This reader comes to the question from a different perspective:
As an old white guy I’ve checked “other” for years. I refuse to be put in a category, that can be discriminated against.
Of course, as another reader points out, this data isn’t intended to be discriminatory:
The utility of these classifications is to track the effects of discrimination, social mobility, educational policies and their effects and other important information needed to know what’s going on in American society—historically steeped in racism and racial designations that were created to keep everyone “in their place.” France refuses to classify people in this way and has no real data on how many of its citizens are alienated by racism.
Happily, American society is evolving, racism is increasingly seen for the monstrous nonsense it is, people are intermarrying, and many more people are deciding not to fit themselves into the old slots. But this is creating a tracking/statistical problem, which will need to be worked out.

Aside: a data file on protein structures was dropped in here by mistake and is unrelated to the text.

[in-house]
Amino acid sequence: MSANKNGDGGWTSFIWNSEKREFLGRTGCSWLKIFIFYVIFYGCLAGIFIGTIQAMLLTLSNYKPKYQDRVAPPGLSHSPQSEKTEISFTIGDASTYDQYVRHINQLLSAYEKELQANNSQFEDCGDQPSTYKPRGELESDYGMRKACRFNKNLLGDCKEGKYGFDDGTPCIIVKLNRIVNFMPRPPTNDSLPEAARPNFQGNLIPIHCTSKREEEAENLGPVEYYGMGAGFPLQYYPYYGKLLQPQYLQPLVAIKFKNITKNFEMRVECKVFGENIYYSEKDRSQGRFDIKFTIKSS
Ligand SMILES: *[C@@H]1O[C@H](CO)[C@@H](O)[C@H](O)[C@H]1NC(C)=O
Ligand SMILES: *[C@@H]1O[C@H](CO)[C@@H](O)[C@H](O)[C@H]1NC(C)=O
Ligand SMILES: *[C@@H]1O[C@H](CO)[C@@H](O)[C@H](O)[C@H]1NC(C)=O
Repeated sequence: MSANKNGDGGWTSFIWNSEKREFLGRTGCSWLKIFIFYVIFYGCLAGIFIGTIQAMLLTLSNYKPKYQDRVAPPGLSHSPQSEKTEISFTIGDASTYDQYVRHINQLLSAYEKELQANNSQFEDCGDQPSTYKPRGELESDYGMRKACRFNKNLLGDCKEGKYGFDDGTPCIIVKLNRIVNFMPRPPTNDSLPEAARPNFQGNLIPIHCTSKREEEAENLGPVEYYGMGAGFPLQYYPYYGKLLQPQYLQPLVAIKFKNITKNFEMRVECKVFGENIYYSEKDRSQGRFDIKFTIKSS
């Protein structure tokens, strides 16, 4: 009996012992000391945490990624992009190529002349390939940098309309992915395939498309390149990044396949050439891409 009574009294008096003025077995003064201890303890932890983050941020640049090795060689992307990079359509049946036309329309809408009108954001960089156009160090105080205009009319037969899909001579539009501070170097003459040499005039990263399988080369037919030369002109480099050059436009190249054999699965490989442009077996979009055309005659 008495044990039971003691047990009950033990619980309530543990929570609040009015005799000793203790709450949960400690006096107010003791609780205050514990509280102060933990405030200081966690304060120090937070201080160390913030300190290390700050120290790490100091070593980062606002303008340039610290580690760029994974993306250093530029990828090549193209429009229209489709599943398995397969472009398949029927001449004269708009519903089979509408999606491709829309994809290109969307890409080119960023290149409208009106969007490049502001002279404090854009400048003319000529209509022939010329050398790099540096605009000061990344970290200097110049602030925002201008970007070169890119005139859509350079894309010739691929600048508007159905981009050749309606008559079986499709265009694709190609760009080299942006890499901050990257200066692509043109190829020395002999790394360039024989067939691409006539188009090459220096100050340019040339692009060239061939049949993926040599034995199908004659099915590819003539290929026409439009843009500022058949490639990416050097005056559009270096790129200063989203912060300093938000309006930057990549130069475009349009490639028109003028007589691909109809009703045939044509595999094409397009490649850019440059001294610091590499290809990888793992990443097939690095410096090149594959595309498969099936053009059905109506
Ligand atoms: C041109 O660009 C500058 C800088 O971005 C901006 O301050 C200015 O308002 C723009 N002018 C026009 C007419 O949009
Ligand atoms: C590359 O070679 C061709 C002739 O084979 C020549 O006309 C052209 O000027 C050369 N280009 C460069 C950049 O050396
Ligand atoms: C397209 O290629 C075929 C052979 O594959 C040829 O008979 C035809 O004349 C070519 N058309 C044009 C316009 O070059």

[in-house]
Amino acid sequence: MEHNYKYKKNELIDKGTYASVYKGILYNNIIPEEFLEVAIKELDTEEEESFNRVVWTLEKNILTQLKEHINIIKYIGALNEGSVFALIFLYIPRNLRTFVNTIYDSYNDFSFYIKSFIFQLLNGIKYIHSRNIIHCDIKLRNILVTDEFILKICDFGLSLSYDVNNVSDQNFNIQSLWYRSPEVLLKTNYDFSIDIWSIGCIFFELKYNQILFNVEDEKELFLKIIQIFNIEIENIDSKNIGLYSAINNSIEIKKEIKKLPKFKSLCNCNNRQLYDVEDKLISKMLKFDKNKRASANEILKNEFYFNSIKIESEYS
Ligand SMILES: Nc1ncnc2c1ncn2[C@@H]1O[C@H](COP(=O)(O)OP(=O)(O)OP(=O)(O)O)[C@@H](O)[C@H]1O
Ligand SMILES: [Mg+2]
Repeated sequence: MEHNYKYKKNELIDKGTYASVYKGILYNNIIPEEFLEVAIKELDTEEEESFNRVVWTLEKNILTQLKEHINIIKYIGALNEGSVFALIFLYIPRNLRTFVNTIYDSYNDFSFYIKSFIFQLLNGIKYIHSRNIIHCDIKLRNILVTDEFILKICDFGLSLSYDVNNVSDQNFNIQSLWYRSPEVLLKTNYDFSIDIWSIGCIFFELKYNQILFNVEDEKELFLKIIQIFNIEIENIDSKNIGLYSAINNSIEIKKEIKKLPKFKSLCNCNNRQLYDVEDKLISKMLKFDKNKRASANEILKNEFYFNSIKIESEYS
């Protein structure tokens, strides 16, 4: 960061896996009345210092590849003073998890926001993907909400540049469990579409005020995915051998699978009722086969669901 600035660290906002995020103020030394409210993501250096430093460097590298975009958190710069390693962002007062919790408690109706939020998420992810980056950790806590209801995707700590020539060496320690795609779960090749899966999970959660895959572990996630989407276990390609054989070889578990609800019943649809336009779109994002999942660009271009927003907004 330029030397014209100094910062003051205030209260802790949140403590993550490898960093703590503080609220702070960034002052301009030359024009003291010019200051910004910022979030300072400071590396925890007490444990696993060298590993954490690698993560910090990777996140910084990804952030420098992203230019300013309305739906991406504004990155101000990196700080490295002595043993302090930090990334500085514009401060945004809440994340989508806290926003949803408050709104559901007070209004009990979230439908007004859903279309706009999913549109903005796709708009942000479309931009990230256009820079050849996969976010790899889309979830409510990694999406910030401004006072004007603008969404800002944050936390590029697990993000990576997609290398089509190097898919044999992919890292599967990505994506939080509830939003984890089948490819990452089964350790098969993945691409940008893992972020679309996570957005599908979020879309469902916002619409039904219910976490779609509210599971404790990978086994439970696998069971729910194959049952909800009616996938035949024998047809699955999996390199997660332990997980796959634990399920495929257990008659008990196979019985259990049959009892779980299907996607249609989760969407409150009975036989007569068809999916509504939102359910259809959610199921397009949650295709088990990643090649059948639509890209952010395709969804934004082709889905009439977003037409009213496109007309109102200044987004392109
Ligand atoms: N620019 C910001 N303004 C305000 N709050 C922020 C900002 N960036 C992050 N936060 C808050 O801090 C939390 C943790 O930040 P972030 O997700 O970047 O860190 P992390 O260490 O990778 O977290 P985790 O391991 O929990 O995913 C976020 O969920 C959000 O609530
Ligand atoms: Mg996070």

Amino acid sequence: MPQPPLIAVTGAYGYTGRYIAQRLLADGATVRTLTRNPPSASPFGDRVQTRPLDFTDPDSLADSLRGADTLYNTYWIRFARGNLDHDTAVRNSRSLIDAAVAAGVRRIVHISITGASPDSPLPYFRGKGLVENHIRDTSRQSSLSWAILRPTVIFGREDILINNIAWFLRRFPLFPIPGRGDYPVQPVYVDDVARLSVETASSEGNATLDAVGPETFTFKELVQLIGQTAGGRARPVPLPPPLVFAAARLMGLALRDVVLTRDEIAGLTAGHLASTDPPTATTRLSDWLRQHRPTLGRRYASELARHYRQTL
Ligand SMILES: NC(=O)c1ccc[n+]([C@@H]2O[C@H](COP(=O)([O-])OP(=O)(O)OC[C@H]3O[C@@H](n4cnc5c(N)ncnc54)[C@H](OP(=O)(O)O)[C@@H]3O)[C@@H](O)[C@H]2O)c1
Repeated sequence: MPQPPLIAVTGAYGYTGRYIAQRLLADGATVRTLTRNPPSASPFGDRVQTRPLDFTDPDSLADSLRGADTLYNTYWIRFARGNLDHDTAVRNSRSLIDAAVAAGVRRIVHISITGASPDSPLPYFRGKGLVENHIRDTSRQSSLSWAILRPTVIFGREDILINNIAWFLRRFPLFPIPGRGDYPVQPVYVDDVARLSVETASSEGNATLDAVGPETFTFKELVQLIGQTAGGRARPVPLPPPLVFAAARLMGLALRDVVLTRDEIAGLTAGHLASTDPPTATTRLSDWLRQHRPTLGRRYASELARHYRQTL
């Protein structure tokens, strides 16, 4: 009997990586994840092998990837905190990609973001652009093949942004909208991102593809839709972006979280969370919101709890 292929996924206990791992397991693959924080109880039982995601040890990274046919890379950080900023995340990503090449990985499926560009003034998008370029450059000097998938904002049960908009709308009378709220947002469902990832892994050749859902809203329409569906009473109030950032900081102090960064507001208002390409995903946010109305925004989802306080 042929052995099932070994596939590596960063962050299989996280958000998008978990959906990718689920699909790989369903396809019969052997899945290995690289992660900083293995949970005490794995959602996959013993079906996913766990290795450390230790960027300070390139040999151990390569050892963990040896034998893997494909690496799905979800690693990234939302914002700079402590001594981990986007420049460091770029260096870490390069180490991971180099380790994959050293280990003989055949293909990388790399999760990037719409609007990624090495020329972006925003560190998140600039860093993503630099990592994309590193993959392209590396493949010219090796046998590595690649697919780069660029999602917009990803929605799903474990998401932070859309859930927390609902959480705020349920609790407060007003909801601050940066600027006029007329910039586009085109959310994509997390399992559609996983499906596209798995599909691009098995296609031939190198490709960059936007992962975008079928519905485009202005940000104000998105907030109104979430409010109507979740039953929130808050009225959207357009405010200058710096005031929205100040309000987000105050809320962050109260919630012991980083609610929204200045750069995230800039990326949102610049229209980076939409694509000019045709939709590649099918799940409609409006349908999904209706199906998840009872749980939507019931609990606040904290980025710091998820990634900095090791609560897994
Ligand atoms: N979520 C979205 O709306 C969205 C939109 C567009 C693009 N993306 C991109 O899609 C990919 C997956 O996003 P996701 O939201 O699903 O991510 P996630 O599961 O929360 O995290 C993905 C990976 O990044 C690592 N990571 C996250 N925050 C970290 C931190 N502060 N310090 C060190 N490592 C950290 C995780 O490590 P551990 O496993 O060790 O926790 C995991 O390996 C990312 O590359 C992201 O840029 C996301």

So how do we work it out? To me, these reader comments highlight several different tensions in how we think about putting people into boxes. As an individual, there’s the desire to be accurately, precisely described, and there’s the desire for privacy. There’s the desire to feel you belong to a group, that a category exists to welcome you. But there’s also the reluctance to be boxed in, as if that category were all that defines you. On a broader social level, there’s the need to track demographic patterns—with the hope that one day, that data won’t reveal patterns of inequity. There’s the need to ensure that the data isn’t misused, that the tracking system doesn’t become discriminatory. And all of those concerns come into play each time we check—or design—a box.
What are the benefits of putting people in boxes, and what are the downsides? We’d like to hear your thoughts, particularly if you’ve got a personal connection—heritage that resists categorization, or expertise as a census-taker. Please send us a note at firstname.lastname@example.org.